Business Because recently profiled Katie for her work helping veterans launch new careers in business by offering training for careers in high-tech sales. Katie’s employer, Tech Qualled, aims to “change the way high-tech executives perceive the skill sets of military service members.” Katie says high-tech sales companies are particularly reluctant to hire employees without experience handling accounts.

“Even though veterans might not have the direct experience, they are driven, results-oriented and resilient—they have the potential to outlearn and outpace everyone else on their staff,” Katie told Business Because.

Tech Qualled has so far placed over 100 candidates, and now has 75 partners. Learn more about the Launchpad Academy for Veterans here.

Olin Kudos, Katie, and all of our Olin Veterans–you inspire and lead our community to achieve more.

Check out Katie’s full profile on Business Because.




One of the Skandlaris Center’s 2017 Global Impact Award winners is the brainchild of two Olin alumni. Data analytics platform Strayos was founded by CEO Ravi Sahu, EMBA ‘14, and CFO Greg Shapiro, EMBA ‘14, in 2016.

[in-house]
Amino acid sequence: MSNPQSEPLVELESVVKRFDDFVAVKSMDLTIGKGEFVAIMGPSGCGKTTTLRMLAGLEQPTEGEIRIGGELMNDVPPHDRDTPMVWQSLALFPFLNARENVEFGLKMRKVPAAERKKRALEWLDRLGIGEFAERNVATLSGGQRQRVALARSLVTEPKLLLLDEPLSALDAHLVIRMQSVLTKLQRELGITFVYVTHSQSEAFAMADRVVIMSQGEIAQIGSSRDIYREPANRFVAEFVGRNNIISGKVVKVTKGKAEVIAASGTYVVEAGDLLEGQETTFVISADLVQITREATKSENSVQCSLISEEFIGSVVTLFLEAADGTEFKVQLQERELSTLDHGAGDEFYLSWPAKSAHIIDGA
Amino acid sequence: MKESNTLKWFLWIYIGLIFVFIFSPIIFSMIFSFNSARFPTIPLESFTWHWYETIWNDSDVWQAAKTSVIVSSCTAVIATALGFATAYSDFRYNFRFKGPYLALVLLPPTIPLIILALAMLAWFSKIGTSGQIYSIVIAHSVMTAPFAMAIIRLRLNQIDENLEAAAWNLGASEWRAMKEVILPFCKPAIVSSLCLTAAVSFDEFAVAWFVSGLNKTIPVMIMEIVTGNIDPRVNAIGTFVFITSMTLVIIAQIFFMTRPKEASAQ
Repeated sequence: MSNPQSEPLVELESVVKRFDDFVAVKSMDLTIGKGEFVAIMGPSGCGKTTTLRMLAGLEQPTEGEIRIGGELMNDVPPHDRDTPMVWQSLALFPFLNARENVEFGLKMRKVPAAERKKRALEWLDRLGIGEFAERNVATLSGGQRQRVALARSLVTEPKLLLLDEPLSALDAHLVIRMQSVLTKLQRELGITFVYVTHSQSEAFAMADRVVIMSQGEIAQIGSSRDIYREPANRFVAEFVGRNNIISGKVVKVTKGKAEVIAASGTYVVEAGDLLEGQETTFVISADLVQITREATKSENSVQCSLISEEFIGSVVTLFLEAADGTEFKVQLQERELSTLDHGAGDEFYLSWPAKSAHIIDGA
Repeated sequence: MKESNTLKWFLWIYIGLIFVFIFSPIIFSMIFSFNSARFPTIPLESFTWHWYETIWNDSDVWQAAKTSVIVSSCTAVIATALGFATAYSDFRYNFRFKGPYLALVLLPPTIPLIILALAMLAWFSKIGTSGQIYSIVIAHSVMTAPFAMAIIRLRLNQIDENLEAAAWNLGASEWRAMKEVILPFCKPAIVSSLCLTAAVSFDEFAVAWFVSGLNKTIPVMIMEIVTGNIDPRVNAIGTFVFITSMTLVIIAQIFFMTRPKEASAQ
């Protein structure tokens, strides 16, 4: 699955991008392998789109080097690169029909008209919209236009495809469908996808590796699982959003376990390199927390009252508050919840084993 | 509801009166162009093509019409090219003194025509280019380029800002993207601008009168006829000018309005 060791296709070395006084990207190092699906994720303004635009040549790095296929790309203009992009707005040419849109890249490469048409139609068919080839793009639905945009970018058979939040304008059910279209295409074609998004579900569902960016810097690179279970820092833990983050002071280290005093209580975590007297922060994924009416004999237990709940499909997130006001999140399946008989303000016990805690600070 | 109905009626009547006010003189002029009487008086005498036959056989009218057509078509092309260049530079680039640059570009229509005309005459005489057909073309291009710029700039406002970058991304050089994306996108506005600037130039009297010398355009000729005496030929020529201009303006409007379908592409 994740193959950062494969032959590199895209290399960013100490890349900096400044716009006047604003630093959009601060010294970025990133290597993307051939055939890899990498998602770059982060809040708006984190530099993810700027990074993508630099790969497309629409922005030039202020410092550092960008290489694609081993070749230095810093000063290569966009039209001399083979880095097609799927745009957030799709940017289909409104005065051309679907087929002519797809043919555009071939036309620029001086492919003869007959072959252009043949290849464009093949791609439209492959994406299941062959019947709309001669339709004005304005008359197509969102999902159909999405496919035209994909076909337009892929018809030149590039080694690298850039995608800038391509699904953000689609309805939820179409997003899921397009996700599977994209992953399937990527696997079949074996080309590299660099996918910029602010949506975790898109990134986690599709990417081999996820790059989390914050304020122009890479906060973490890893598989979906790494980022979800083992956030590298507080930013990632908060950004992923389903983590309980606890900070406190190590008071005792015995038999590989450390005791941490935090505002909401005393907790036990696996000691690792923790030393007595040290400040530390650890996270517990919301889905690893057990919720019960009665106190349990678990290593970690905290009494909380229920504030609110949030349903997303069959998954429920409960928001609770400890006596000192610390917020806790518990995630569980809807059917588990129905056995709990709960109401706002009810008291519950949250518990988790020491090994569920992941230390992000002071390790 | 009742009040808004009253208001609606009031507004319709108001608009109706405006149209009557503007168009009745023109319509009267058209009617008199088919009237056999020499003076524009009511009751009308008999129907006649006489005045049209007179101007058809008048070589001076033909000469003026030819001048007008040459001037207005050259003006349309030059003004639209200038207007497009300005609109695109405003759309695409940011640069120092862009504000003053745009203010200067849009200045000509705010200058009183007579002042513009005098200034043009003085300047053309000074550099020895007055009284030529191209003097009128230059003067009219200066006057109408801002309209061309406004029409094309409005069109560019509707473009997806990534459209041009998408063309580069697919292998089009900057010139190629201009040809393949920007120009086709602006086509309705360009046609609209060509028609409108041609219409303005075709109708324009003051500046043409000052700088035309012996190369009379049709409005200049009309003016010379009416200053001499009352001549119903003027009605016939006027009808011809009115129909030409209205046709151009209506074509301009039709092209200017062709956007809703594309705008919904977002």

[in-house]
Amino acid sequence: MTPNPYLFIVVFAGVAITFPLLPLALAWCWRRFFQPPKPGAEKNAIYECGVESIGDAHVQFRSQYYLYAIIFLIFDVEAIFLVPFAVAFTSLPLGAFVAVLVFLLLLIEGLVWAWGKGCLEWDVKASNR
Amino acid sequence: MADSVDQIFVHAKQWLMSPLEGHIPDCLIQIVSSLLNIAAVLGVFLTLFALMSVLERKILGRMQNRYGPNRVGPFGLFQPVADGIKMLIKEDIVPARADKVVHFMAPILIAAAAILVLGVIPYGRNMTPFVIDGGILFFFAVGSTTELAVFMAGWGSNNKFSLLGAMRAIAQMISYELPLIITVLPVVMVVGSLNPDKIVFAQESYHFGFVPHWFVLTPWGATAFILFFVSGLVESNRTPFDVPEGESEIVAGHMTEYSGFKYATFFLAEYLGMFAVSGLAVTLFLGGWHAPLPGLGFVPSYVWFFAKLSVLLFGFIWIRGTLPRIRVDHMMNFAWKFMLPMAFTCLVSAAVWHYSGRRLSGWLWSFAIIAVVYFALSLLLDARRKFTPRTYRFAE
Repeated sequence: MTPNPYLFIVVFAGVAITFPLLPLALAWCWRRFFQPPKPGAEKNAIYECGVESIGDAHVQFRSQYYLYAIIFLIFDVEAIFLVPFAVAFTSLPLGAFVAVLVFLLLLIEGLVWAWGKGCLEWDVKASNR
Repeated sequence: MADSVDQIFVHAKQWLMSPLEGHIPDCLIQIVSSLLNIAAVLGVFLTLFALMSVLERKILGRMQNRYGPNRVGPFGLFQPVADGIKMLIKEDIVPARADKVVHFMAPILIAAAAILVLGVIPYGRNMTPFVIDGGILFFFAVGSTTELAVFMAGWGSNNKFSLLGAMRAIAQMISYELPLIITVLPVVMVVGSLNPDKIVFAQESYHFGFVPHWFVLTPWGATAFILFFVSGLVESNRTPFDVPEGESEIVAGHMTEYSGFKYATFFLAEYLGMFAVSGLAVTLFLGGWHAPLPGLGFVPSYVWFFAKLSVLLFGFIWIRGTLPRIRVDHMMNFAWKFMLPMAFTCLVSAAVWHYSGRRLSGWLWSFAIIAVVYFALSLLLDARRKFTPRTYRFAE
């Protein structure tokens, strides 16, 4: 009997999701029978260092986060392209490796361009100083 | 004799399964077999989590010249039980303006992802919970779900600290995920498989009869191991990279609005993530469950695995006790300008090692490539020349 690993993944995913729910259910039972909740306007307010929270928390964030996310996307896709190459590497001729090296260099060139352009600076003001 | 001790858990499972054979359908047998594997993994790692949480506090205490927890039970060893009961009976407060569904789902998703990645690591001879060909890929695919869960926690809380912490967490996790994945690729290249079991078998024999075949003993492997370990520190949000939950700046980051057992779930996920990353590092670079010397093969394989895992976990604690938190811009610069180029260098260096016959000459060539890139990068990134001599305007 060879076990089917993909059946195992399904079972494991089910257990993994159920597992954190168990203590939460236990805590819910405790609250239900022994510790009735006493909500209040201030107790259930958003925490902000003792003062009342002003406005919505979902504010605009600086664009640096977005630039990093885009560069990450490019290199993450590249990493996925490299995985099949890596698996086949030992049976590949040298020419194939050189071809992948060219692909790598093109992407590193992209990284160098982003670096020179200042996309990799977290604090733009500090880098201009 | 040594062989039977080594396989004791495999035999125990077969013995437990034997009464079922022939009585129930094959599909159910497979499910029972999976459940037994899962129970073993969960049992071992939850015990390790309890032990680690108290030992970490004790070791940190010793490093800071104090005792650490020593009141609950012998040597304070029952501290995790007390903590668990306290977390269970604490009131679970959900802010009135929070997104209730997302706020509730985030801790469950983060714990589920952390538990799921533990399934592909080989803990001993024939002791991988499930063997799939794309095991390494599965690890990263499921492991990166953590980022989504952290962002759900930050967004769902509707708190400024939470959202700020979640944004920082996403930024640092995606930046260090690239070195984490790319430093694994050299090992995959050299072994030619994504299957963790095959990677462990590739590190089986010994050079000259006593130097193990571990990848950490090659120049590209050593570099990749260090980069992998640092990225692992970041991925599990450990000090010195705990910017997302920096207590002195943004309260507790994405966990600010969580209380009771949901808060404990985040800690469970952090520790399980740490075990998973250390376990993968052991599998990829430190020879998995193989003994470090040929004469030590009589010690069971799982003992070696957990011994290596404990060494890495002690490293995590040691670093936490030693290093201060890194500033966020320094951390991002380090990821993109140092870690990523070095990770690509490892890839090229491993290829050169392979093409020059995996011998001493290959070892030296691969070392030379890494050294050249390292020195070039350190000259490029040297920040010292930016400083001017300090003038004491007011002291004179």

Strayos‘ proprietary 3D photogrammetry software eliminates the need for expensive laser scanners by automating mining and quarry site data collection. They use drone data to provide real-time 3D analytics, predicting efficient and accurate blast patterns while significantly decreasing delivery time and improving safety measures.

The second 2017 GIA winner, Genescopy, developed an RNA extraction method that enables a new wave of noninvasive diagnostic tests to prevent, detect, and treat gastrointestinal disease.

The Skandalaris Center’s GIA competition awards WashU, postdoctoral researchers, and recent alumni whose ventures are scalable, sustainable, and quick-to-market with proof of concept and a broad impact. Each of the winning teams receive $25,000 in equity-free funding.